SPEED - mBPS
Broadband speed is essentially how quickly you can transfer information from the internet to your computer (download speed) or from your computer to the internet (upload speed).
Speed is measured in bits per second. Bits are short for binary digits, the most basic unit of information in computing and digital communications.
You will typically see speed described as megabits per second (Mbps) or kilobits per second (Kbps). A kilobit is 1000 bits, and a megabit is 1,000,000 bits.
The higher the number of bits per second, the faster your speed is.
As a guide, zoom meetings require 3Mbps, about the same speed as you will need to watch films online and emails will need about 1Mbps. The more devices you want to connect at once, the fast speed you will need. If you have a family of four all with smart phones and laptops accessing films, music or zoom etc then you may need >10Mbps. If you want to upload photos to the internet then the faster your upload speed is, the faster this will happen.
Test your speed here: UK Broadband Speed Test | thinkbroadband
Also called ADSL, the broadband signal is carried between your nearest telephone exchange and your home using copper cables. When it enters your home, you plug your router (or hub) into the telephone outlet to receiver it.
This infrastructure is managed by BT and is the same wire as your landline uses. Other providers can rent the cable which means you can get service provision from other companies.
This is an upgrade on the copper wire cable network. With fibreoptic cable the data travels down the cables literally at the speed of light. The upgraded cables stretch from the telephone exchange to the roadside cabinets in your neighbourhood. Usually the cable between homes and the cabinet is copper wire (called Fibre to Cabinet or FFTC), but in some cases the copper cables have also been upgraded into homes (called Fibre to Premises or FFTP).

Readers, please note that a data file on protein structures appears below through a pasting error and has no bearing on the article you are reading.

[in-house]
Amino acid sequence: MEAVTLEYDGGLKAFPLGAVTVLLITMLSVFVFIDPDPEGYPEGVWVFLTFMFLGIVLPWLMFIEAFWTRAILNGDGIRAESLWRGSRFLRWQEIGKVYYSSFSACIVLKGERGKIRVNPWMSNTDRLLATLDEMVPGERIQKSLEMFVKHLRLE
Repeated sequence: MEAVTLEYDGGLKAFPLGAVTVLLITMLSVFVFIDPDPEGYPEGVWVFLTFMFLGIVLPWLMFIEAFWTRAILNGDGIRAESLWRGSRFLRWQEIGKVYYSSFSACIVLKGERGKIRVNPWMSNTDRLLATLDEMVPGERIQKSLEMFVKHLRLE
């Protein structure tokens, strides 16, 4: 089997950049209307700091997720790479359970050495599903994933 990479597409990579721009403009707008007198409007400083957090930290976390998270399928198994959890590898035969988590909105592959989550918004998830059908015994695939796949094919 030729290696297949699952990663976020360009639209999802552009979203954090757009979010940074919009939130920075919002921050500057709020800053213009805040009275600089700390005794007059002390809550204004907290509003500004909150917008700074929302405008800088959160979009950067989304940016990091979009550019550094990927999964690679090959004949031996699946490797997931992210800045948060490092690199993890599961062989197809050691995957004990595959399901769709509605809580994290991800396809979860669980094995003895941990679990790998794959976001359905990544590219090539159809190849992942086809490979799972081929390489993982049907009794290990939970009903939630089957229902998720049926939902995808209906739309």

According to Ofcom, the telecommunications regulator in the UK, 4G is the fourth generation of mobile phone technology and follows on from 2G and 3G.
2G technology was suitable for making calls and sending text messages, while 3G makes it possible to access the internet more effectively through your mobile phone.
4G makes it much quicker to surf the web on your mobile and addresses network congestion, but you can also connect to it with tablets and laptops.
All these G’s (G for generation) are cellular, wireless networks that run on masts. 4G masts use radio signals to send and receive data to and from your device. Each mast forms a cell, connecting up to 400 devices like a hub and spoke. Data is then transferred between the mast and the regular telephone network.
Instead of using a telephone exchange to access the internet, satellite broadband is transmitted wirelessly from your home to a satellite using a satellite dish. It works in a similar way to satellite TV, except data is transmitted as well as received by the dish. The dish needs clear line of sight to the southern sky. The satellite is geostationary which means it keeps pace with the Earth’s rotation and maintains line of site with dishes on the ground. The radio signal is received by the satellite and relayed to a ground station which acts as a gateway into the regular telephone network.
fixed wireless access
Fixed wireless access (FWA) is the process of providing wireless broadband using radio links between two fixed points.
In other words, fixed wireless is an alternate method of providing wireless internet access to homes or businesses.
In Sutherland Highland Wireless, Monsternet and Highland Community Broadband use this method.
They install antennae to create a local network of stations that have line of sight with each other across a landscape that then connects into a fibre wire somewhere.